ThreatMetrix, a provider of integrated cybercrime prevention solutions, has released a report outlining code-level details on how new strains of malware penetrate the once-secure walls of Apple’s Mac OS X operating system.
This malware trend, the most recent of which is known as “Crisis” or “OSX/Morcut-A,” is judged to be significantly more sophisticated than past strains, and should serve as a warning to Apple users of further malware developments to come, according to ThreatMetrix.
The ThreatMetrix Labs “Professional OS X Malware — A Reality” report outlines in detail the elegance and sophistication of the Crisis Trojan’s programming code. ThreatMetrix Labs also identified numerous potential helper agent classes enabling Crisis to disrupt, disable and completely take over everything from stealing address book information to uploading and downloading files to accessing full file systems and camera snooping. The report also explores the continued trend of fraudsters turning their nefarious attentions to Apple as well as some of the company’s efforts to combat the emerging threat.
“Apple has always been known for its virus immunity, but as technology develops very quickly, cybercrime matches the pace,” says Andreas Baumhof, chief technology officer, ThreatMetrix. “This is a big jump from what has been seen in the past, and it should make users think twice about protecting themselves against malware on their OS X devices. ThreatMetrix has taken the lead in outlining the details of this malware, and will certainly work to prevent and detect threats to OS X in the future.”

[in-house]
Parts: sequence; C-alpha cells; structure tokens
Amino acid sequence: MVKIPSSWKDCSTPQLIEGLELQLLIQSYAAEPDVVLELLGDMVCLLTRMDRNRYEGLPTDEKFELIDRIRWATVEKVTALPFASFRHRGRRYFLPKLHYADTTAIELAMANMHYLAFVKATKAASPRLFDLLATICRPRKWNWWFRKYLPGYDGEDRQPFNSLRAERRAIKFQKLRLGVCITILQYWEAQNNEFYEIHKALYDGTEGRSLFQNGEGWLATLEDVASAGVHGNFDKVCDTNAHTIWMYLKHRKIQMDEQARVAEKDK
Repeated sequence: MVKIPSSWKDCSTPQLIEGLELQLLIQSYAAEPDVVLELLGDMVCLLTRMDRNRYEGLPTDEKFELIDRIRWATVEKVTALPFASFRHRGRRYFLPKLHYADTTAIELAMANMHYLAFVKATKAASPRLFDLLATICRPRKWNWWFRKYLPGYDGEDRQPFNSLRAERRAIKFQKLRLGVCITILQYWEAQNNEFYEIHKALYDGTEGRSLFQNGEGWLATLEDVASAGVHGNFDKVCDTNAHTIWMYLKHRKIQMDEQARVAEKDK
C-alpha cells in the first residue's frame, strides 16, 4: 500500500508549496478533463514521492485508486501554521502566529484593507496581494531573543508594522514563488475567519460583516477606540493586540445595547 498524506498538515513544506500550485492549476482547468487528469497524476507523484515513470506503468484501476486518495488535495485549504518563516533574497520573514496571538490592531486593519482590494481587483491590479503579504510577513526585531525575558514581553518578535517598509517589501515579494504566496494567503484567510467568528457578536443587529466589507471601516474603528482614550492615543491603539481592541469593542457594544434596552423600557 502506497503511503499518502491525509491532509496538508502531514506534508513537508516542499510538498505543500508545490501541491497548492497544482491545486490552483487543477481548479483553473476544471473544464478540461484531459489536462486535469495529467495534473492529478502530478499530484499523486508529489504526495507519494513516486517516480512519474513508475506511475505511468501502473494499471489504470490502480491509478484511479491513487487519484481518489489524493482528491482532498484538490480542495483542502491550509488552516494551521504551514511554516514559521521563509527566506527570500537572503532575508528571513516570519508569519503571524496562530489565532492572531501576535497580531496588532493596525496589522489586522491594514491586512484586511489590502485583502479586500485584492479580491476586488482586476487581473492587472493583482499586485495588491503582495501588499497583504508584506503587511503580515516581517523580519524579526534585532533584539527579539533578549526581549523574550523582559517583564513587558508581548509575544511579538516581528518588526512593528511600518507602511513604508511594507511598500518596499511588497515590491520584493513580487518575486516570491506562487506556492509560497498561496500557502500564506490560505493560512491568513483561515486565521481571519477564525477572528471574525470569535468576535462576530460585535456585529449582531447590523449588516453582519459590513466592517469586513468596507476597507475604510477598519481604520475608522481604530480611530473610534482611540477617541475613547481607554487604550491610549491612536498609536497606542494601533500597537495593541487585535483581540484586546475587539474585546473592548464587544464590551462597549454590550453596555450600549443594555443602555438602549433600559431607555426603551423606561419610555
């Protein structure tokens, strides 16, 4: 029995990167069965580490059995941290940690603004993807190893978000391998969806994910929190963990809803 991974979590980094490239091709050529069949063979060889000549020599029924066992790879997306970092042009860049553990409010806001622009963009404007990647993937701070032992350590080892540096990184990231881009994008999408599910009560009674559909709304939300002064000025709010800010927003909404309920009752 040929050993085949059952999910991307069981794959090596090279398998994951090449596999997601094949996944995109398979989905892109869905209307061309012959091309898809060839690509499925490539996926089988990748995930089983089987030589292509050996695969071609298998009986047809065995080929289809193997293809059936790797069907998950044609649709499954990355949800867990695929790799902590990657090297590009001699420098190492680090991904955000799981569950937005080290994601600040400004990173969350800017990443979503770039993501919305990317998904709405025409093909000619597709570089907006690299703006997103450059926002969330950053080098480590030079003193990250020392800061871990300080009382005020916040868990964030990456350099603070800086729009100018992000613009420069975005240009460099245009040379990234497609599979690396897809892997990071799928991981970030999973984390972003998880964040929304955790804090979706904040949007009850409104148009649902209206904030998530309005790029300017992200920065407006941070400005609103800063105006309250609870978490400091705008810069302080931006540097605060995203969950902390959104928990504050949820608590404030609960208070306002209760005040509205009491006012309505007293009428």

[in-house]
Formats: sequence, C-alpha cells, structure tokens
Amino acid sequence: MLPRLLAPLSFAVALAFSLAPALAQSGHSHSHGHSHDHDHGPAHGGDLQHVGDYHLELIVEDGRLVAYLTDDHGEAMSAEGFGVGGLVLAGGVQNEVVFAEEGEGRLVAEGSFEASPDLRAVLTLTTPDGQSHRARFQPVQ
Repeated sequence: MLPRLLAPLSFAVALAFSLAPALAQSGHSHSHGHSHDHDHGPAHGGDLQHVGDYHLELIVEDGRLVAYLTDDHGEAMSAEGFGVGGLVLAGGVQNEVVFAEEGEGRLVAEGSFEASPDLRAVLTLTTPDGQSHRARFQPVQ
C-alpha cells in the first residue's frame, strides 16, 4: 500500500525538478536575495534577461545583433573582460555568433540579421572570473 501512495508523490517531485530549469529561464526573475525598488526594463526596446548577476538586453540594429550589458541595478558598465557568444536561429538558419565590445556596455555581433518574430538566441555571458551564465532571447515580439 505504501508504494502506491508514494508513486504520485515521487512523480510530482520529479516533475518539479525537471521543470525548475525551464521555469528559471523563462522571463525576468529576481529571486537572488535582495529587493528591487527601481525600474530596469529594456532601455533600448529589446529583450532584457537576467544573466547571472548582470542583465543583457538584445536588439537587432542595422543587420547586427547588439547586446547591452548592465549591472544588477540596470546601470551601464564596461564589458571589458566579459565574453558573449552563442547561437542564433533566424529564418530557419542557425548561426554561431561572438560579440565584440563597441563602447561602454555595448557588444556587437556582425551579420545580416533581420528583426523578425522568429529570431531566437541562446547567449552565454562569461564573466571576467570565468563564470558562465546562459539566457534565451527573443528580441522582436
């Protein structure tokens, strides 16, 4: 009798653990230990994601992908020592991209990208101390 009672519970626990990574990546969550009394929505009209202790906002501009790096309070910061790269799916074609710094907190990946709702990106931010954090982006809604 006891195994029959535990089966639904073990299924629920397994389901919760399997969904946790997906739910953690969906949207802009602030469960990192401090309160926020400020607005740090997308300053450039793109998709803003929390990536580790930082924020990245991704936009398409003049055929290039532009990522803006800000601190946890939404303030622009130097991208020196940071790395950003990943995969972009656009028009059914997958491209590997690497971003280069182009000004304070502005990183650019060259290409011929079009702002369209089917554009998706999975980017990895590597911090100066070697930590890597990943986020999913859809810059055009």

Apple seems to be aware of the growing threat to OS X. The company changed its marketing messaging on virus vulnerability and added extra restrictions on the Mac App Store accordingly. However, while the recent release of OS X Mountain Lion shows that Apple has amplified its security, the quick and sophisticated pace of cybercriminals means the risk for malware is to be taken seriously, Baumhof says.
“While the OS X Mountain Lion does include new security features known as Gatekeeper, the App Sandbox and FileVault 2, Apple should not take the security of its operating system for granted,” he adds. “This particular piece of malware is very well written, making it difficult for cybersecurity experts to engineer. This can lead to extensive OS X damage and security breaches for OS X users.”
The public ThreatMetrix Labs report can be downloaded at http://threatmetrix.com/threatmetrix-labs/threatmetrix-labs-reports/ .